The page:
by Josh Hodnik
In 1936 the film titled “Reefer Madness” was released. This film showed marijuana users committing crimes while high such as rape, suicide, and homicide. “Reefer Madness” was intended to scare the public and curb the use of marijuana. Obviously, watching this film by a non-marijuana user would probably cause a concern. But a person that already uses marijuana would know that becoming a maniac after smoking some reefer is highly doubtful. The film “Reefer Madness” is not too different from the propaganda that is released regarding anabolic steroids.
The twisted information that the public has seen says that Lyle Alzado died from steroid use when his own doctor said that was not the case, and that Chris Benoit murdered his family and committed suicide because of steroid use instead of the documented mental health problems. There are too many examples of misinformation involving steroids to name here, but you get the point.
Many people feel that steroid use in general is abuse when the user doesn’t have a medical condition to warrant its use. The majority of people that feel any use is abuse are people that have not used steroids or haven’t been around many people that use anabolic steroids. Now, there are some former steroid users that have had bad experiences with these drugs when they did use, due to lack of any education with what they were taking, and these former users will often feel the same way that non-users feel. I don’t feel that its normal by any means, but it is very common for people to make judgments on subjects that they have little to zero knowledge about. This is often the case when it comes to the public’s view on anabolic steroids and other performance-enhancing drugs. The public is quick to conclude that anabolic steroids are completely bad and will kill you. They hear every horror story that may somehow be connected to anabolic steroids, because that is what the media prints. Rarely does the public see the studies that show the benefits of testosterone and the health risks associated with low-testosterone levels, and if they do, they rarely pay attention.
A positive light to testosterone or anabolic steroids would contradict everything they have always thought about these drugs, and not many people like to admit their view has always been completely wrong. We know that most of the public views anabolic steroids in a negative way. This is no revelation by any means. The misinformation commonly associated with anabolic steroids has been thrown around for so long by uneducated people, which has actually caused many users to take the real side effects of these drugs with little to no regard. With this I mean that people have used scare tactics regarding all illegal drugs to try to curb the use with younger people. This is no different with anabolic steroids. Adverse side effects can occur and often do (temporary and permanent) with young adults and children that use anabolic steroids. On the other hand, healthy male adults have used anabolic steroids with little to no side effects when used at low to moderate doses. This is the side of steroids that is never talked about.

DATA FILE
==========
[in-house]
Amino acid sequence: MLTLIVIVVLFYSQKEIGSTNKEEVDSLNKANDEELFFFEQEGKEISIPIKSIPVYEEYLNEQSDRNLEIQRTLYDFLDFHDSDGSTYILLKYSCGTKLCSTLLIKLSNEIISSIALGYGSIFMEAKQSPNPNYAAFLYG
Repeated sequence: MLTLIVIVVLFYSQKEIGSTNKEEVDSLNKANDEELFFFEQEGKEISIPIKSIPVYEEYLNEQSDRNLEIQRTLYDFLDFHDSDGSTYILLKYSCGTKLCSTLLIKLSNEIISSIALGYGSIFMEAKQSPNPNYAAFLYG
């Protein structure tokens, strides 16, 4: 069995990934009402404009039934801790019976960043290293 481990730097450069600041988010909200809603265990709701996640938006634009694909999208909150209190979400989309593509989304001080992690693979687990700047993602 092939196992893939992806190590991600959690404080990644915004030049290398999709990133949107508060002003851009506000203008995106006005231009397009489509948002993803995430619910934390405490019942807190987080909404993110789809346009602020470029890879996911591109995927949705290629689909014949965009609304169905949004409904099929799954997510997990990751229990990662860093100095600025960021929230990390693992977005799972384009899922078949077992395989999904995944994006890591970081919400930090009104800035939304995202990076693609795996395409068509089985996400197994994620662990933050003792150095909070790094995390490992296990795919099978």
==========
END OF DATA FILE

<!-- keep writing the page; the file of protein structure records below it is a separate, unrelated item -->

Steroid users and people that have contemplated steroid use at some point have all heard the horror stories that the media has portrayed about steroid use. Someone that has used anabolic steroids responsibly will usually state that most of what the media has portrayed about steroids is just propaganda, but they still realize that high doses of steroids and other performance-enhancing drugs can cause serious health problems. On the other hand, there are people who believe what the media says but will still take the plunge to add more muscle mass and strength. Once someone from this group has taken a cycle of steroids at a low dose and experienced little to no side effects, they feel the media has completely cried wolf, and this can lead to a person taking higher and higher doses with no fear of health problems. This is where abuse often occurs. So, in a sense the scare tactics with steroids causes more harm than good.
I remember the fear I had about anabolic steroids before I had done much research. I decided to try them anyway with my first cycle consisting of just 200mg of testosterone enanthate a week. After just 8 weeks, I had gained a solid 20 pounds. I felt that everything I heard about the dangers with these drugs were completely wrong. I would eventually go onto increase doses and the amount of drugs I would use. After a lot of research, I would come to realize that the media was still wrong, but there were still dangers present when steroids were abused. My 200 mg weekly dose of testosterone enanthate would eventually turn into 2000 mg along with several other steroids and other drugs such as growth hormone, igf-1, and insulin. During the short time that I abused steroids at these doses I experienced extremely high blood pressure, water retention, insomnia, moodiness, and I developed sleep apnea. Luckily, everything returned to normal once I stopped, but this might not have been the case if I had continued this over a very long period of time.
Professional athletes put their bodies on the line to train and compete, and this is especially true with bodybuilders. The training is intense, the diet has to be precise, and high amounts of drugs have to be taken to compete at today’s level.
With the deaths of Nasser El Sonbaty, Matt Duvall, and Andreas Munzer, it’s apparent that steroid abuse is nothing new. Bodybuilders have gotten bigger and leaner every year, and while they have grown, so have their drug regimens. As this continues I predict that bodybuilding deaths will continue to become more frequent. When steroids are used responsibly and not abused this is something that can be avoided.